Urban structural and socioeconomic effects on local, national and international travel patterns and greenhouse gas emissions of young adults

Michał Czepkiewicz*, Juudit Ottelin, Sanna Ala-Mantila, Jukka Heinonen, Kamyar Hasanzadeh, Marketta Kyttä

*Corresponding author for this work

Research output: Contribution to journalArticleScientificpeer-review

40 Citations (Scopus)


The inverse relationship between urban density and greenhouse gas (GHG) emissions caused by driving is well established. However, at the same time the few existing studies have observed higher levels of long-distance travel and particularly air travel in the same densely built parts of urban regions. This may lead to GHG emissions reduction in local travel offset by the concomitant increase in long-distance travel. With this study we aim to identify the main factors involved in differences in local, national and long-distance travel patterns and the resulting GHG emissions, with a special focus on the role of the different urban zones in the Helsinki Metropolitan Area (HMA) in Finland. We used a softGIS survey to collect data on the personal travel of young adults living in HMA. SoftGIS methodology provides the opportunity to obtain detailed spatial data on participants’ residential locations, travel destinations, and destination characteristics such as travel modes, frequencies and trip purposes. Special attention was paid to national and international trips, for which data were collected over 12 months, a period long enough to capture actual travel patterns. GHG emissions were assessed with a wide scope life cycle assessment (LCA) approach, including vehicles and infrastructure, and the results were elaborated with a two-part regression model on participation in travel and amount of GHG emissions. The study found that the residential location was associated with travel emissions on all scales, and independently from major socioeconomic characteristics. Residents of centrally located and densely built urban zones have on average lower emissions from local travel but higher emissions from international travel than residents of car-oriented suburban zones, and the association holds true after controlling for income, education level and household type. Differences in emissions from local travel between most central and most suburban zones were almost completely offset by differences in emissions from international travel. International long-distance trips were a dominant source of travel-related GHG emissions in all urban zones, particularly due to plane flights.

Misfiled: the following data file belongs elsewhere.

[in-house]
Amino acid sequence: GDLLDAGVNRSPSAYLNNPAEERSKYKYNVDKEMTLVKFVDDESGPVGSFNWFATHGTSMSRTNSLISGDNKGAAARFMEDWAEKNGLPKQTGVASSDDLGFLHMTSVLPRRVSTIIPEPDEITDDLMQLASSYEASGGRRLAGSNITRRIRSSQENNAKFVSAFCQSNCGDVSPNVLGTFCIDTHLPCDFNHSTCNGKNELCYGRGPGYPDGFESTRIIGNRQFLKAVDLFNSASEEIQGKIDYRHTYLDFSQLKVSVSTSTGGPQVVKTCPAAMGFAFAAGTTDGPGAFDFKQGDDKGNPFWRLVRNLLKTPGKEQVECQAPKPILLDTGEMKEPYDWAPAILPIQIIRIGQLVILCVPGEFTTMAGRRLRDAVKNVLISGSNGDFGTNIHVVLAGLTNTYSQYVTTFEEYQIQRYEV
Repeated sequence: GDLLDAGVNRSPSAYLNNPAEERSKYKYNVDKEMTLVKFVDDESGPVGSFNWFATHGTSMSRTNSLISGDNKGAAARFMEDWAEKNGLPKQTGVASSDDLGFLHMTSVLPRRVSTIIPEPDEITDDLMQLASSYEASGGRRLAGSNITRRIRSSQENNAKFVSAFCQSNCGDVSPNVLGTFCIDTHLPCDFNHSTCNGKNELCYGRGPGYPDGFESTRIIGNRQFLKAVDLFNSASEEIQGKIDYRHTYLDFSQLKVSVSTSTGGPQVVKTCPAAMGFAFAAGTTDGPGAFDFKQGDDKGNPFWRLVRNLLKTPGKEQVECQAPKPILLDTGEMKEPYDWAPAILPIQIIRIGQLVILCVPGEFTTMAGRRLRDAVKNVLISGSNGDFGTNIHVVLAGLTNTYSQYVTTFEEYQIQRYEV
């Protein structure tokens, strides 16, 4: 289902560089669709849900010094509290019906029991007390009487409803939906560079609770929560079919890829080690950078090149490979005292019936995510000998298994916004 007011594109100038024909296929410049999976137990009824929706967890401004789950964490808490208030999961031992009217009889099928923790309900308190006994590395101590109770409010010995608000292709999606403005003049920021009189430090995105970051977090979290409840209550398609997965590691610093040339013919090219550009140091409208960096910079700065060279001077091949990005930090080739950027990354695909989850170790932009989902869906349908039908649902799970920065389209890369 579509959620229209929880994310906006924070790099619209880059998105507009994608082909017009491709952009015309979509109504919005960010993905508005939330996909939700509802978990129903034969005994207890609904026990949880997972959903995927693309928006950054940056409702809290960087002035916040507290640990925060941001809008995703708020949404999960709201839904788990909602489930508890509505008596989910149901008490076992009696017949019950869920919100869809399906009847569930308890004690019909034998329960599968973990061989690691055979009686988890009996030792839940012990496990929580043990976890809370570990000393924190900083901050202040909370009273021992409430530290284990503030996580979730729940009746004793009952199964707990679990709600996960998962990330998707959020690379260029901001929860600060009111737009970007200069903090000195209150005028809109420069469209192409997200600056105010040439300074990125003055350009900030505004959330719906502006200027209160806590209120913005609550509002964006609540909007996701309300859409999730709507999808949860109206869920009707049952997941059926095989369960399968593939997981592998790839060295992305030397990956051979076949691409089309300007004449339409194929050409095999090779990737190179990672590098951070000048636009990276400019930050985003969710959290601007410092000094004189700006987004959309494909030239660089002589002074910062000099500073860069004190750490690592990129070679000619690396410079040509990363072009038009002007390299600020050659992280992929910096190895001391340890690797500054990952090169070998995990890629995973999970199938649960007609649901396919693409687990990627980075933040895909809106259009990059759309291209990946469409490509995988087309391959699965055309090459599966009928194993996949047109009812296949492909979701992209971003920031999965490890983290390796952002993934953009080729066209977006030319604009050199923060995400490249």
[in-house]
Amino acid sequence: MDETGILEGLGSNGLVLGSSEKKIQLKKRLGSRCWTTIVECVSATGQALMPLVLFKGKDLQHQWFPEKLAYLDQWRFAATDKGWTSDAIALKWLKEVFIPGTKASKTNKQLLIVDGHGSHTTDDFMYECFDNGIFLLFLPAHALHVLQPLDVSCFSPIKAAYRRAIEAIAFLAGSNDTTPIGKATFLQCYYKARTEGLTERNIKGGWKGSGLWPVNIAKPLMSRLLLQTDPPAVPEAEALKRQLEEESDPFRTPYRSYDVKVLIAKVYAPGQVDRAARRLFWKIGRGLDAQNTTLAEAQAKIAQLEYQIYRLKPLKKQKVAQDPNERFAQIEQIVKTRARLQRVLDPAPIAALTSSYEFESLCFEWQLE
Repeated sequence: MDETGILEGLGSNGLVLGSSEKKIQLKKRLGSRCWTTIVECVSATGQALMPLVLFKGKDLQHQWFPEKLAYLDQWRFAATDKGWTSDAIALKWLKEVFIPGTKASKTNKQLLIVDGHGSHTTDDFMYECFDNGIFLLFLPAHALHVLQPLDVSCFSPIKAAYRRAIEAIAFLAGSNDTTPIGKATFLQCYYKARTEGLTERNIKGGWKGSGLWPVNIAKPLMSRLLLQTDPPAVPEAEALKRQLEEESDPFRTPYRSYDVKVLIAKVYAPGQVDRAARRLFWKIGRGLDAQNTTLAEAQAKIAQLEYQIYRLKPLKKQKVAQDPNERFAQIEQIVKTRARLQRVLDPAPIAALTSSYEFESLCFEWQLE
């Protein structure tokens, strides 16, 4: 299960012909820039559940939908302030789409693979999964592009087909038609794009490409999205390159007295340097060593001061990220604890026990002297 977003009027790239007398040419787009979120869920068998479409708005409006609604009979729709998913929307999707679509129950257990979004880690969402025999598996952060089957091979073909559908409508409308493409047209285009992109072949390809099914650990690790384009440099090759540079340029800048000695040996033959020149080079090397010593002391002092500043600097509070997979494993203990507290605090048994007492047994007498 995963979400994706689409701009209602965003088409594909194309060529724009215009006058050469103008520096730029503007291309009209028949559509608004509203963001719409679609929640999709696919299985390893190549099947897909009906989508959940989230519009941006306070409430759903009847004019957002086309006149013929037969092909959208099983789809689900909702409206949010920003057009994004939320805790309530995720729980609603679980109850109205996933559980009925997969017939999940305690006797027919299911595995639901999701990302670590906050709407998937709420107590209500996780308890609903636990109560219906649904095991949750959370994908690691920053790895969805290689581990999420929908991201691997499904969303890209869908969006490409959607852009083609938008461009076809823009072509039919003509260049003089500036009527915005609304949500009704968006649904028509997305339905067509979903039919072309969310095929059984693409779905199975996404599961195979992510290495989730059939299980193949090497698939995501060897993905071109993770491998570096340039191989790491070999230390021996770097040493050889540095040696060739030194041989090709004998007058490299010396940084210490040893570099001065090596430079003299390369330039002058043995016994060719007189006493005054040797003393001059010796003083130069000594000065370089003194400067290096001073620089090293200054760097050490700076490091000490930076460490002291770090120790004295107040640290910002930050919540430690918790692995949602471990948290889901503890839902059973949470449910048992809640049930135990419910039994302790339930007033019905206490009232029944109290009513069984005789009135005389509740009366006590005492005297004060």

Original languageEnglish
Pages (from-to)130-141
Number of pages12
JournalJournal of Transport Geography
Publication statusPublished - 1 Apr 2018
MoE publication typeA1 Journal article-refereed


  • Carbon footprint
  • Greenhouse gas emissions
  • Long-distance travel
  • Travel behavior
  • Urban structure


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